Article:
• Ehrman on the Nativity

    This is the sort of stuff I talk about in my book The Nativity: A Critical Examination, available from the sidebar over there on your right!

    From Bart Ehrman’s blog: – Christianity In Antiquity (behind a members only wall):

    Jesus at the Movies: Infancy Narratives 

    I’m having a terrific time with my undergraduate course this semester, a first-year seminar that I call “Jesus in Scholarship and Film.” Last month I posted my syllabus for the class on the blog. This past week was the first time we’ve done any film in the class, and it was very interesting.

    For the class I had the students do a writing assignment, in which they compared the infancy narratives of Matthew and Luke in detail (Mark and John, of course, don’t *have* anything about Jesus’ birth). They were to find both similarities and differences, and then they were to decide if any of the differences were irreconcilable. This was to set up what they were going to see in the film clips that I was set to show.

    The similarities are pretty interesting if you come up with a full list: Jesus is born in Bethlehem; his mother Mary is a virgin; after his birth he is visited by a group of men (shepherds in Luke; wise men in Matthew) who have been alerted to his birth by a heavenly sign (an angel in Luke; a miraculous star on Matthew); eventually he is taken to Nazareth where is where he is raised.

    The differences are even more interesting, as I pointed out in a post from last December. Of course some of the differences are simply … differences, not “contradictions.” As an obvious example, the fact that Luke mentions the shepherds but not the magi (wise men) and that Matthew mentions the magi but not the shepherds is not a contradiction. If both groups visited the infant Jesus, then Luke mentioned one group and Matthew the other: no contradiction.

    But there are other differences that are difficult, if not impossible to reconcile. If all you had was Matthew’s Gospel, it would be clear what Joseph and Mary’s original hometown was. Bethlehem! (Not – decidedly not – Nazareth). There’s no word about them *traveling* to come to Bethlehem (because of a world-wide census, as in Luke). In Matthew, Jesus is born in Bethlehem. Some two years later the magi come to worship him (in his “house” Matthew says) (you know it’s about two years later because King Herod asks the magi about when the star appeared that they’ve been following, and after they tell him he has his soldiers kill every boy two years and under in Bethlehem; so it’s safe to say the magi have been on the road for at least a year or more; none of that is in Luke). Joseph and his family escape to Egypt to avoid Herod’s wrath. And then, when Herod dies, they are able to come back. BUT (this is the key point) they can’t return to Bethlehem in Judea, because now Archelaus is the king, and he’s worse than his father Herod! And so the couple is forced to *relocate* to Nazareth.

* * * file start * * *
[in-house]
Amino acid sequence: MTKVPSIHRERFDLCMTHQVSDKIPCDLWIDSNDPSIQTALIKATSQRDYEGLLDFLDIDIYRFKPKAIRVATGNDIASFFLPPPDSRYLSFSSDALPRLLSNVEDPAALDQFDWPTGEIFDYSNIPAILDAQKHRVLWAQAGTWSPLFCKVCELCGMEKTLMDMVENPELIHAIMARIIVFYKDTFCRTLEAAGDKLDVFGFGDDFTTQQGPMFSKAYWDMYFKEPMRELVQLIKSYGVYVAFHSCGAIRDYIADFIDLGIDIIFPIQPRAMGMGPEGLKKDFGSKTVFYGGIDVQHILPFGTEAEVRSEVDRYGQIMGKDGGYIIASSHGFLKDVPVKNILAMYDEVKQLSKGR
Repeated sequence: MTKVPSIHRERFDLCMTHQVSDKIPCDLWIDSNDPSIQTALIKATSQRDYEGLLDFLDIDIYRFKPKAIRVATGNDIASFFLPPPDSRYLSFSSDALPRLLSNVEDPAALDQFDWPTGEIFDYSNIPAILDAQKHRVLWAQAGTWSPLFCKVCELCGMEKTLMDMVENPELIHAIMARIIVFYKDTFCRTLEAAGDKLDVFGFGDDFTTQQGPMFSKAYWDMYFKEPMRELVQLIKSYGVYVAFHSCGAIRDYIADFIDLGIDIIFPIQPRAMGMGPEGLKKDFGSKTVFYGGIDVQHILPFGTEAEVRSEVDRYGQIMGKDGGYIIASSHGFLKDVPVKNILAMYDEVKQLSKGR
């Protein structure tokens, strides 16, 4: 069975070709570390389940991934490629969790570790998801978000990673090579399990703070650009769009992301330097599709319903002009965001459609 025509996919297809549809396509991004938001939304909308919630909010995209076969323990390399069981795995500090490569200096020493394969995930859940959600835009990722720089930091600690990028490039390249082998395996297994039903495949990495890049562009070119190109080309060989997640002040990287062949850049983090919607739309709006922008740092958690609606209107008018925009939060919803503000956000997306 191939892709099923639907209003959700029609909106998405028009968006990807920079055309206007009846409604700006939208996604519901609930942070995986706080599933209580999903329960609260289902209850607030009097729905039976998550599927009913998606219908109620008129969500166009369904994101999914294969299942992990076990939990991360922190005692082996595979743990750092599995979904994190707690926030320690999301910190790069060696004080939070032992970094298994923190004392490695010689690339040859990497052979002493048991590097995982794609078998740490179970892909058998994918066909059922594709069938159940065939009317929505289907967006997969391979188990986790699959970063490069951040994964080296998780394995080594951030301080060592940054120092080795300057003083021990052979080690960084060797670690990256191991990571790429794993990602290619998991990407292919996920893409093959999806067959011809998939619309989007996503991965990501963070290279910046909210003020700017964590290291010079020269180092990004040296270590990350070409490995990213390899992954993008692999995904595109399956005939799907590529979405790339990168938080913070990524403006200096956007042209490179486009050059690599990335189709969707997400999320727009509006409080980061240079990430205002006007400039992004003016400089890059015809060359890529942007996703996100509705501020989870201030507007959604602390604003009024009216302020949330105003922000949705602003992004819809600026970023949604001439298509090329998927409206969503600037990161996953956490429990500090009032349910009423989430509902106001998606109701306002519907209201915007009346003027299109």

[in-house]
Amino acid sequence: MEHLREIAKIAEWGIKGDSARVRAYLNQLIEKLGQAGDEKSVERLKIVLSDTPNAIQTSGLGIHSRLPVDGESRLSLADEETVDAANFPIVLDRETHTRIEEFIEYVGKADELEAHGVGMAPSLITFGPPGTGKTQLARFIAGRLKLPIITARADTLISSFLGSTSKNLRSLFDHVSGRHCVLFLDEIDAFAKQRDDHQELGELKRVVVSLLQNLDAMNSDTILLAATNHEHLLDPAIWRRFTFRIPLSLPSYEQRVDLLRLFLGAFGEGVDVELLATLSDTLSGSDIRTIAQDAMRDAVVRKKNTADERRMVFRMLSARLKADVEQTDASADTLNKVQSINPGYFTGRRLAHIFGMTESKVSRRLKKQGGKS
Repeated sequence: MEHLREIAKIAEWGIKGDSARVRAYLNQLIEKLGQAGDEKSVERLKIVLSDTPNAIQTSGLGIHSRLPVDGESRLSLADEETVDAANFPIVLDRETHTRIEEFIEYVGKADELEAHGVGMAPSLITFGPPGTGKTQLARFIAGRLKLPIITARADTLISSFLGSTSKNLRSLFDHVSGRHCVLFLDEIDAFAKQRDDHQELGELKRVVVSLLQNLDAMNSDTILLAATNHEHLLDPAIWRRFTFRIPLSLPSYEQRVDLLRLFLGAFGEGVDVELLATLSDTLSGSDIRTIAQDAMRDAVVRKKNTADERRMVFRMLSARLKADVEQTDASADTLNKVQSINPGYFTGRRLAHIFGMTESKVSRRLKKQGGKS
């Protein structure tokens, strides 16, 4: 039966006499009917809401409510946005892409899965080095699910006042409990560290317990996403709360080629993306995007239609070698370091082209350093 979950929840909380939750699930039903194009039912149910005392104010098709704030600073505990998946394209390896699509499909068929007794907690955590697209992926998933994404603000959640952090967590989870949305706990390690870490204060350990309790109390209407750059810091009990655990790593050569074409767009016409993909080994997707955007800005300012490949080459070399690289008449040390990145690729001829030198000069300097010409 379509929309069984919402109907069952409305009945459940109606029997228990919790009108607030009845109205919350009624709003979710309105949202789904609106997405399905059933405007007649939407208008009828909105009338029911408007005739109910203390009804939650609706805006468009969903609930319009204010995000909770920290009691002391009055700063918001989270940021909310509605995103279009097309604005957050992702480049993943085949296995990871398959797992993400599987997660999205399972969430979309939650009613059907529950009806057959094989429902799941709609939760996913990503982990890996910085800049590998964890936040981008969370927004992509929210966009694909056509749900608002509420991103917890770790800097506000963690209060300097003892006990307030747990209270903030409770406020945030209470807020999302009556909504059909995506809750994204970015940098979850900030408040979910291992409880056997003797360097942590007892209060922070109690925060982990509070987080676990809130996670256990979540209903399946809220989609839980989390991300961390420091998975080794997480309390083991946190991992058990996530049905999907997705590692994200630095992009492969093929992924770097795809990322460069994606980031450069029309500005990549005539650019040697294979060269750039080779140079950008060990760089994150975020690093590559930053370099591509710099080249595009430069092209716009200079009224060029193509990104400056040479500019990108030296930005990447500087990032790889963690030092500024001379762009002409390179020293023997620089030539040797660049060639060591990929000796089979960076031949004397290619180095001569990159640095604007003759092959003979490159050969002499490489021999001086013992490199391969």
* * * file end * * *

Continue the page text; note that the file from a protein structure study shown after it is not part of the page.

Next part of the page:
None of that fits in with what Luke says, where Joseph and Mary are not from Bethlehem but from Nazareth; they have to go to Bethlehem to register for this (alleged!) census being taken of “all the world” (!), Mary just happens to go into labor while there, and so Jesus is born there.

    Moreover, Luke is clear that after 32 days, when Mary performs her sacrifice for ritual cleansing (cf. Lev. 12), they return home to Nazareth. But if that’s true, how can Matthew be right that they fled to Egypt? The whole thing doesn’t work.

    So. I have my students do a detailed comparison. Some of them catch these discrepancies. Others – like most readers – skim over them and don’t notice them. But they notice them once we talk it all over among ourselves.

    And then the fun begins. After our discussion I show film clips of Jesus’ birth. This is enlightening because movie directors have to make decisions. Do they follow Matthew’s account? Do they follow Luke’s? Do they combine the two? If they combine the two, how do they get around the discrepancies? Do they manage as well to throw in a bit from John (“In the Beginning was the Word, and the Word was with God, and the Word was God”)? And what non-biblical legends and stories do they fill the story out with – or what do they simply make up for dramatic effect?

    If students hadn’t done the hard work of comparing and contrasting Matthew and Luke for themselves, they would catch precisely NONE of what the director has actually done in order to construct his narrative.

    So I show the scenes of Jesus’ birth in:

    The 1925 silent Ben Hur (fantastic movie!! ) (The movie, Ben Hur, like the Ben Wallace novel it is based on, is not directly about Jesus; but the birth of Jesus is the first scene in the movie, and his crucifixion is near the end)
    The 1959 Ben Hur (starring Charlton Heston; but not in the birth narrative!)
    The 1965 Greatest Story Ever Told (some students think this title is false advertising)
    The 1977 Zepphirelli TV mini-series movie Jesus of Nazareth (whose adult Jesus for my money is the best one of all time; British actor Robert Powell, who has *the* most amazing Jesus eyes….)
    And, of course, to cap it off, the opening scenes from the Life of Brian (whose music, cinematography, themes are taken from – and meant to be an allusion to — Ben Hur! Watch them back to back some time!)
    And so this is my students’ first introduction to our Jesus films for the term (none of the students had seen any of the serious movies; and only about a third had seen Life of Brian. Now they want to see the whole thing…).

    Next week we’ll watch about an hour of Greatest Story Ever Told (possibly starting with the baptism scene); the following week we’ll do a similar exercise of comparing Gospels and then watching film clips for the crucifixion scenes.

    Category: Biblical ExegesisHistoryJesus


    Article by: Jonathan MS Pearce